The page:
Criminal antitrust trials occur relatively infrequently these days, so an occasional review of some of the issues that arise at trial can be useful as a refresher. Many government witnesses at a criminal antitrust trial are testifying pursuant to some type of agreement with the government. Such agreements include amnesty, immunity, non-prosecution/cooperation agreements and plea agreements. The essence of the agreement is that the witness will receive some type of benefit in the form of a reduced punishment (or immunity). In return, the witness agrees to cooperate with the government and testify at trial. If the witness does not give truthful testimony, he/she is theoretically subject to prosecution for perjury, and may also lose the benefits conferred by the agreement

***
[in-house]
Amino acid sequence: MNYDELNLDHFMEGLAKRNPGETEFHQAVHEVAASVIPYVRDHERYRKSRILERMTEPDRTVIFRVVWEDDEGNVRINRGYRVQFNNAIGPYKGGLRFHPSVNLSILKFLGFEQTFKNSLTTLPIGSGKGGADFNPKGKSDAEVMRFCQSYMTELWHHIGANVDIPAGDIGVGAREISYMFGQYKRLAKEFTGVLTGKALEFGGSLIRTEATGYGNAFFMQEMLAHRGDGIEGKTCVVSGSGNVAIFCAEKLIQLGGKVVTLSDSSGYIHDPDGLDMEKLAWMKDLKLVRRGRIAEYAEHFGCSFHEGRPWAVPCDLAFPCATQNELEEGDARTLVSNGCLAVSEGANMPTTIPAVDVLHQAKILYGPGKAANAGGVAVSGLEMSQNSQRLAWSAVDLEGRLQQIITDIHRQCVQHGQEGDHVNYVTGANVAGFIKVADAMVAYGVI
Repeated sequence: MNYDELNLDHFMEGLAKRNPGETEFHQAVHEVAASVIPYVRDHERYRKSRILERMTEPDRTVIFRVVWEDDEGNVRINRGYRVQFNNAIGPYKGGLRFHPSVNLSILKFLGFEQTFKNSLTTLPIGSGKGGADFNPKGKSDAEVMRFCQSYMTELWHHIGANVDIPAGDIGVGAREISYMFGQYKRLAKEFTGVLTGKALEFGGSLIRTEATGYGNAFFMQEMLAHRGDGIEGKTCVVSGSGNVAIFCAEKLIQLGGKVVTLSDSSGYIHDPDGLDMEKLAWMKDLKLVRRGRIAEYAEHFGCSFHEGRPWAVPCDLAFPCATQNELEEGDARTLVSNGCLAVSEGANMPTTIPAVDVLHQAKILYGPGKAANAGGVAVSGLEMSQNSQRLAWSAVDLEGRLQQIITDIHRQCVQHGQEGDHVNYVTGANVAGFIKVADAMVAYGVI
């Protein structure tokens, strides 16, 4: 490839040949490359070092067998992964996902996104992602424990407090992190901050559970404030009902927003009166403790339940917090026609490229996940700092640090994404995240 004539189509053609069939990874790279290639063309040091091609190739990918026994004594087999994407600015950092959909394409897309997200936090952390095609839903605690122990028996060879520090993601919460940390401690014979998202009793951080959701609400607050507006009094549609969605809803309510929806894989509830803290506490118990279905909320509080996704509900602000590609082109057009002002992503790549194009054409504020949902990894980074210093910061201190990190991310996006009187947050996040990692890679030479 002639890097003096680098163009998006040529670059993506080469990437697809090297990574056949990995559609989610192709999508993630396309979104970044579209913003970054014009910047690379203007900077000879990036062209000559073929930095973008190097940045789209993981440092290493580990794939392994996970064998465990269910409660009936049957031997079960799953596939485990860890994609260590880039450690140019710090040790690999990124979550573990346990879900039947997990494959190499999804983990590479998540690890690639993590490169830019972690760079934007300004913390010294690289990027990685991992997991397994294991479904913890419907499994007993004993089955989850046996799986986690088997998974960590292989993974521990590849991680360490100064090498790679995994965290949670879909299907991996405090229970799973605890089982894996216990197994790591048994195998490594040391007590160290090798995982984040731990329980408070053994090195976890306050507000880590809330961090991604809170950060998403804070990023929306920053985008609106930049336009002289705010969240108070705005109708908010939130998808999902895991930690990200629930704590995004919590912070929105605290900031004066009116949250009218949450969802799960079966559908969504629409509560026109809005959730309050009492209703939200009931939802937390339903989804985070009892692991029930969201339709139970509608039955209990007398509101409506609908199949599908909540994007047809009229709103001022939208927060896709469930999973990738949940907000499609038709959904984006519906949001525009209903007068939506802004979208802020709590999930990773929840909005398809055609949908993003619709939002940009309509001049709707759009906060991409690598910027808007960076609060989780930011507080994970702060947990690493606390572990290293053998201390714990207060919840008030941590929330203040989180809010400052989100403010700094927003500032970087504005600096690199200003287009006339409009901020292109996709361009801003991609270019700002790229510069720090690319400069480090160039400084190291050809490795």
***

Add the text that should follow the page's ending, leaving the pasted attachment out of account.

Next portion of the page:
A recent Second Circuit decision, U.S. v. Certified Environmental Services, Inc., No. 11-4872 (2d Cir. May 28, 2014), provides a chance to review the proper use of plea agreements at trial. The court reversed convictions on several counts related to a scheme by defendants to violate various state and federal environmental regulations. The convictions were reversed based, in part, on the government having improperly bolstered the witness’s credibility by referring to the cooperation agreement requirement that the witness tell the truth.